Be this as it may, when Gosse turns from spurious biographical detail to literary criticism, he begins, somewhat ironically in the circumstances, by saying:

Sincerity, indeed, is the first gift in literature, and perhaps the most uncommon.

By one of those strange associations of ideas that to me is delightful (I cannot speak for other people) I was taken back more than quarter of a century to a conversation I had in Guatemala, around which I was driving at the time in a white pick-up truck. I gave a lift to an American hitch-hiker who told me that he had just been visiting an artist friend of his in Guatemala whose work, he said, was great because it was so sincere.

In those days I was somewhat more combative in conversation than I am now, and to illustrate the point that while sincerity might be a necessary condition of great art it was certainly not a sufficient condition, I replied (or in words to this effect), ‘There are many sincere artists, but there is only one Mozart.’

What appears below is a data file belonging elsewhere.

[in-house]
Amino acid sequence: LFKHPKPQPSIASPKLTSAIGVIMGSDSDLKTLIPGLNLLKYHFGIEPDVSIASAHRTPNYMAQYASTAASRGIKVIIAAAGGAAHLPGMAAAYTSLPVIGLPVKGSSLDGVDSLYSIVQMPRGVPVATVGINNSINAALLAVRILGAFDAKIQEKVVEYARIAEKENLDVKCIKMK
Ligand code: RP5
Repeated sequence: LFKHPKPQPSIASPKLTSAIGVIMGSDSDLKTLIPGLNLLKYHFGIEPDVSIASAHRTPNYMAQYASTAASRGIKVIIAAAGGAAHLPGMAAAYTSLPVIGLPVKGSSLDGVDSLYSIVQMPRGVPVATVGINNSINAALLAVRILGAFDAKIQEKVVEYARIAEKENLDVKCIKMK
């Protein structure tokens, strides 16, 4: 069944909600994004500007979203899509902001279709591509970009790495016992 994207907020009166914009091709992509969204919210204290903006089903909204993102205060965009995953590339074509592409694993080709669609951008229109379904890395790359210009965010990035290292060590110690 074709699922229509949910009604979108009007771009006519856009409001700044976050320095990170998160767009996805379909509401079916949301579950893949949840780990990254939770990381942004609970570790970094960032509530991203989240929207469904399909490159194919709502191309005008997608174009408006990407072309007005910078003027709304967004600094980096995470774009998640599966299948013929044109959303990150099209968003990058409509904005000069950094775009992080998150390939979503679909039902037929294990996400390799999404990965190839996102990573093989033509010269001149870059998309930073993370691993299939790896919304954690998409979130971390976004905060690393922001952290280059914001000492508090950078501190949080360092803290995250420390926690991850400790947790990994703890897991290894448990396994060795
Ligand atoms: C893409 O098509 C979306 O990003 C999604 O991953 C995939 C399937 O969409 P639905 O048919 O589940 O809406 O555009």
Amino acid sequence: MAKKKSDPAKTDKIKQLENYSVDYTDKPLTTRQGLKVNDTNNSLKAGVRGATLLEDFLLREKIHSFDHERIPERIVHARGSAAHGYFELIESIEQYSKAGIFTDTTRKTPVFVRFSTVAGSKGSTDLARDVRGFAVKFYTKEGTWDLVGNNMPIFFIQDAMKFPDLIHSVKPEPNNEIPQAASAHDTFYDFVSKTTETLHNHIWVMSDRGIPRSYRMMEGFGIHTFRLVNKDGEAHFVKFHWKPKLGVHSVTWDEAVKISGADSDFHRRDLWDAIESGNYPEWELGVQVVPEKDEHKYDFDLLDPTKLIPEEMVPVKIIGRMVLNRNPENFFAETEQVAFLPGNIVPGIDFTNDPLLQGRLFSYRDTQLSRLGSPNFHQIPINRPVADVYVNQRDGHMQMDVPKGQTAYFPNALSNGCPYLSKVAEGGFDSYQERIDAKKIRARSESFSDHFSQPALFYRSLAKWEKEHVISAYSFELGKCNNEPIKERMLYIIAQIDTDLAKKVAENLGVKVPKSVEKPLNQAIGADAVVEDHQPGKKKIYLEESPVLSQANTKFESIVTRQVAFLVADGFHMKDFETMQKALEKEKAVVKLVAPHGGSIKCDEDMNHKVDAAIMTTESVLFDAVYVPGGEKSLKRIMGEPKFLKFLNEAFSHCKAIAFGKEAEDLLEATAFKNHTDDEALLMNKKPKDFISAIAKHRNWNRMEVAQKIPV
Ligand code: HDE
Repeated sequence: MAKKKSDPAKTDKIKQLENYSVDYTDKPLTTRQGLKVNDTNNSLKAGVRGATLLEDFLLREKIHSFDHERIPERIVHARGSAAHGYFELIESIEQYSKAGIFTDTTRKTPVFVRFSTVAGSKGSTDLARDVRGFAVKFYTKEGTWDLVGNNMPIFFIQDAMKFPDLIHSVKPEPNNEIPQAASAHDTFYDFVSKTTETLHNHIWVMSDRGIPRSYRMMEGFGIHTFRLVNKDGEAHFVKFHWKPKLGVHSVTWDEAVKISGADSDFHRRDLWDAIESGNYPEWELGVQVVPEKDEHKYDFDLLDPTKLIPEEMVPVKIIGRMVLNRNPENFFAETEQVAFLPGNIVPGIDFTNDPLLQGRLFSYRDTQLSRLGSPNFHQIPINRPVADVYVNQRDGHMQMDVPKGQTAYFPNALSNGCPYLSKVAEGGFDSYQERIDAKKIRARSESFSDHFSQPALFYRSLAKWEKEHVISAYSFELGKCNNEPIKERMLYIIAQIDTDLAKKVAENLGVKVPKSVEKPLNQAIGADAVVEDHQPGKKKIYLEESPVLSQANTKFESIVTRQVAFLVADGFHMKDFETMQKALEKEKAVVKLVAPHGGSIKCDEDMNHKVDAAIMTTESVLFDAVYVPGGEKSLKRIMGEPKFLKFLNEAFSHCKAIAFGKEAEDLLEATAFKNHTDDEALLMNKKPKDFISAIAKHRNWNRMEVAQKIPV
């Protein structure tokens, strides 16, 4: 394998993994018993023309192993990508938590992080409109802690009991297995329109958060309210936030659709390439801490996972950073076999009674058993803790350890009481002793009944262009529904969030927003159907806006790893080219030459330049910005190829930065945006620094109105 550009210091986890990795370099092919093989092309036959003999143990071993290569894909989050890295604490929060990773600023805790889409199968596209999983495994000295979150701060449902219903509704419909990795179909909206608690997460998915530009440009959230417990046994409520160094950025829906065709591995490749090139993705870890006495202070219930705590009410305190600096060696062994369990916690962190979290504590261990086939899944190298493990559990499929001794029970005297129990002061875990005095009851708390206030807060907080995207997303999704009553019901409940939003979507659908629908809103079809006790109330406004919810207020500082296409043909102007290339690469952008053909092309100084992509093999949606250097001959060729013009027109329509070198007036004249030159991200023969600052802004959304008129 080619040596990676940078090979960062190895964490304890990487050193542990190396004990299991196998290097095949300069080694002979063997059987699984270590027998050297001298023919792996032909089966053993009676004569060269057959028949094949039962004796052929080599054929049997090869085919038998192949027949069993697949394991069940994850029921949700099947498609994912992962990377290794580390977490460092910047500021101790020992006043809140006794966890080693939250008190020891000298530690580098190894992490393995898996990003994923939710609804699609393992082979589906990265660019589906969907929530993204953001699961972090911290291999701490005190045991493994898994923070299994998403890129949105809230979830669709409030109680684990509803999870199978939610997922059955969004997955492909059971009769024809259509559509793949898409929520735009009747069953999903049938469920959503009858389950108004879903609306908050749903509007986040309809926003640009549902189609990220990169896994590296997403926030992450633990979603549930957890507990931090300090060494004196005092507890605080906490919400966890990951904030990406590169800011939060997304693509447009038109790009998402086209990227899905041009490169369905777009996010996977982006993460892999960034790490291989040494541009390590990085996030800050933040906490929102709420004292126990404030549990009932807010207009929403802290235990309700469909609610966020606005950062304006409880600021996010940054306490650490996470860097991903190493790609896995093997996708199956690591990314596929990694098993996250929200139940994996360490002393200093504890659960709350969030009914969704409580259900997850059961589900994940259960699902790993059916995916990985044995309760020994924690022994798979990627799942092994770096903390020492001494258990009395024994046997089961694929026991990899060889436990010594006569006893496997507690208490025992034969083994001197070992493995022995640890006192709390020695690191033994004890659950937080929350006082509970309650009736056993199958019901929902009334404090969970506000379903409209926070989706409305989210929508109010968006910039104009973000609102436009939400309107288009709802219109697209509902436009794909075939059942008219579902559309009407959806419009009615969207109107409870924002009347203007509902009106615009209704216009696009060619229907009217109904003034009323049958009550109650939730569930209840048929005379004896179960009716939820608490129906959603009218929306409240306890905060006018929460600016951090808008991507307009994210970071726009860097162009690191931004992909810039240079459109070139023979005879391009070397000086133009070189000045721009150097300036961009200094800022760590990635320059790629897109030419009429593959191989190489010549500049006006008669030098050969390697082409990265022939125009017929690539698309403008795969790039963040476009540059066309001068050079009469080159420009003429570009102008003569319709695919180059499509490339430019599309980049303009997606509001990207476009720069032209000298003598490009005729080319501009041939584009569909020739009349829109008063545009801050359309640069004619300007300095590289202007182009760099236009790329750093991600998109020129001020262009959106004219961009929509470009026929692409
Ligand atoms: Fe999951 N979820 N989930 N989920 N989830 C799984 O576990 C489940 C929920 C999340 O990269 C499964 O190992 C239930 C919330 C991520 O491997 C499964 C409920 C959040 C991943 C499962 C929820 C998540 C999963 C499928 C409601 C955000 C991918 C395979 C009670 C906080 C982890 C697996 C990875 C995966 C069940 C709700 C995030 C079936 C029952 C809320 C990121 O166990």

The proper part of sincerity in life, and perhaps in art, is a complex one; hard and fast rules are easy to come by but difficult to justify. Certain kinds of brutes believe that sincerity is always saying what they truly think; but if this is sincerity, then clearly it is not always a desirable quality (at least if the contents of my thoughts are anything to go by). When we disguise from someone a truth that can only be painful and not at all useful to him, we may sincerely wish him well, but still our words are not sincere; while to tell him that truth on the grounds that sincerity is a virtue is merely a manifestation of sadism.